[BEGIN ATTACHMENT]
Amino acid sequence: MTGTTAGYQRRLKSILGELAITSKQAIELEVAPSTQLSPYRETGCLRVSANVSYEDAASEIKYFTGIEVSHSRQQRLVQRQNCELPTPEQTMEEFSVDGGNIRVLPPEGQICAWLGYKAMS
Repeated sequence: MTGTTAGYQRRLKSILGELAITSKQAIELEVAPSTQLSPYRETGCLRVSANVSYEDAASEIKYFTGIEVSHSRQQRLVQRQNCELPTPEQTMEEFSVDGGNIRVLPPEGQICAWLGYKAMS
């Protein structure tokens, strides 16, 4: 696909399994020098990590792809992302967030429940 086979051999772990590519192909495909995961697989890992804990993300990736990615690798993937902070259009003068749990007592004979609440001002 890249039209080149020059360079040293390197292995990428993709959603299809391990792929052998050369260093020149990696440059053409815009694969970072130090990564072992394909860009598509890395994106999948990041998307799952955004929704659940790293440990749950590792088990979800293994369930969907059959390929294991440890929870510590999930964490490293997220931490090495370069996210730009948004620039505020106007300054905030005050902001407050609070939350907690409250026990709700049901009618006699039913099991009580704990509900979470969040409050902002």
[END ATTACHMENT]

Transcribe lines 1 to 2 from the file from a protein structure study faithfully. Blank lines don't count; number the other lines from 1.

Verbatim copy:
Amino acid sequence: MTGTTAGYQRRLKSILGELAITSKQAIELEVAPSTQLSPYRETGCLRVSANVSYEDAASEIKYFTGIEVSHSRQQRLVQRQNCELPTPEQTMEEFSVDGGNIRVLPPEGQICAWLGYKAMS
Repeated sequence: MTGTTAGYQRRLKSILGELAITSKQAIELEVAPSTQLSPYRETGCLRVSANVSYEDAASEIKYFTGIEVSHSRQQRLVQRQNCELPTPEQTMEEFSVDGGNIRVLPPEGQICAWLGYKAMS